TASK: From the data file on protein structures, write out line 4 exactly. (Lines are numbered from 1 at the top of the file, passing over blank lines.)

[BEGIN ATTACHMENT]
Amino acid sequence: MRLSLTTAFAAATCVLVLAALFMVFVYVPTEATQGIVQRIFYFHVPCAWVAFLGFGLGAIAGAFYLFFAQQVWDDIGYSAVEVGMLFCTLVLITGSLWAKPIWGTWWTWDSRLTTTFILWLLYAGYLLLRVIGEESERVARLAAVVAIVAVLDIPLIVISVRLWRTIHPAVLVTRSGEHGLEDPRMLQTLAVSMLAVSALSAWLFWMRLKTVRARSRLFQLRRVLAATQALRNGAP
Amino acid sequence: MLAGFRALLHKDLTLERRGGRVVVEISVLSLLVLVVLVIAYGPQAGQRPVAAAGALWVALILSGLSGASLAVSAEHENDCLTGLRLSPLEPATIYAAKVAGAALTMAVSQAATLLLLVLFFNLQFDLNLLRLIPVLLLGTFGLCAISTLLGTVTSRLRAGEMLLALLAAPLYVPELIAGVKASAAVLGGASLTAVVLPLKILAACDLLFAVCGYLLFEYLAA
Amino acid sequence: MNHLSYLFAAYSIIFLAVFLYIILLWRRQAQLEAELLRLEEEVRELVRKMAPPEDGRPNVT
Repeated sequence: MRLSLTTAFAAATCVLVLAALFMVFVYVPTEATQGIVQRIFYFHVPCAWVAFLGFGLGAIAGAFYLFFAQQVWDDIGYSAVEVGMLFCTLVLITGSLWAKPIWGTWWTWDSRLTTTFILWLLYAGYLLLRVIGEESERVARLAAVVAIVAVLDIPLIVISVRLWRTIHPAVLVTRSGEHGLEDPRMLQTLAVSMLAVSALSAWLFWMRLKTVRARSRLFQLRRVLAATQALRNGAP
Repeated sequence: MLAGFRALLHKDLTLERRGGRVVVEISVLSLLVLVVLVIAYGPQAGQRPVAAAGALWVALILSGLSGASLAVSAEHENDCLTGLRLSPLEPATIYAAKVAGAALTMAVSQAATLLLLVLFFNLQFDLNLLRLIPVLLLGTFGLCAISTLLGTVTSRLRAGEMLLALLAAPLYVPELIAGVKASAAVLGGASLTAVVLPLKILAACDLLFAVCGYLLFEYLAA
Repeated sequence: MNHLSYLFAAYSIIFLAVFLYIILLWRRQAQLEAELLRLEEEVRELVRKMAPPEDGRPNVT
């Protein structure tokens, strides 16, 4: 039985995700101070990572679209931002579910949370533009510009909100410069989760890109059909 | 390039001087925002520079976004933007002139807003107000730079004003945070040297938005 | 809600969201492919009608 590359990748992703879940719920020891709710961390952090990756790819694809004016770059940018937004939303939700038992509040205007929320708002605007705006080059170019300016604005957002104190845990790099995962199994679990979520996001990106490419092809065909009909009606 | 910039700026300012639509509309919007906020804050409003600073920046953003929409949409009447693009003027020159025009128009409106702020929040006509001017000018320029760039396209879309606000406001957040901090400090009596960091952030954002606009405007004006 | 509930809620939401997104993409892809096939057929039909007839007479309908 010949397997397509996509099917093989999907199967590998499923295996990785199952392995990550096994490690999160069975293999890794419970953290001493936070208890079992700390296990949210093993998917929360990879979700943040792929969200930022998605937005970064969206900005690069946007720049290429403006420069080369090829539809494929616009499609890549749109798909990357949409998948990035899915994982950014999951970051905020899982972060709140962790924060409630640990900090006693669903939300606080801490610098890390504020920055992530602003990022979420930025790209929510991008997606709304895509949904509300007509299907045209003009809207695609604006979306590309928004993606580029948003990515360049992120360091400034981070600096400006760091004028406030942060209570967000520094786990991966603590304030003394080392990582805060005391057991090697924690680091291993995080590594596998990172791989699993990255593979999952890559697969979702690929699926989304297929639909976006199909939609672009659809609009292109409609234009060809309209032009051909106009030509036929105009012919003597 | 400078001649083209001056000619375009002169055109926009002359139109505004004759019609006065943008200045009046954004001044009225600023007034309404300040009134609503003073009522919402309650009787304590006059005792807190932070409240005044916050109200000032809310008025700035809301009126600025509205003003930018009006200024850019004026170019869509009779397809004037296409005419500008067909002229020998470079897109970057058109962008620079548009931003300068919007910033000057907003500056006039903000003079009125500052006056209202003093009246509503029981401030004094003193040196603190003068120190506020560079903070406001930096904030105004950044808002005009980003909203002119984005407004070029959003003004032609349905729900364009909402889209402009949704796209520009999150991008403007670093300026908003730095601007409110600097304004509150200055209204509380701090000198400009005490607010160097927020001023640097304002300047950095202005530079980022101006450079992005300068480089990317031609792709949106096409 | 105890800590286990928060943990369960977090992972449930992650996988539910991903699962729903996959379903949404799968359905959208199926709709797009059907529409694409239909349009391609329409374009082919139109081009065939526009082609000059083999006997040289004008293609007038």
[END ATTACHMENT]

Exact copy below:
Repeated sequence: MRLSLTTAFAAATCVLVLAALFMVFVYVPTEATQGIVQRIFYFHVPCAWVAFLGFGLGAIAGAFYLFFAQQVWDDIGYSAVEVGMLFCTLVLITGSLWAKPIWGTWWTWDSRLTTTFILWLLYAGYLLLRVIGEESERVARLAAVVAIVAVLDIPLIVISVRLWRTIHPAVLVTRSGEHGLEDPRMLQTLAVSMLAVSALSAWLFWMRLKTVRARSRLFQLRRVLAATQALRNGAP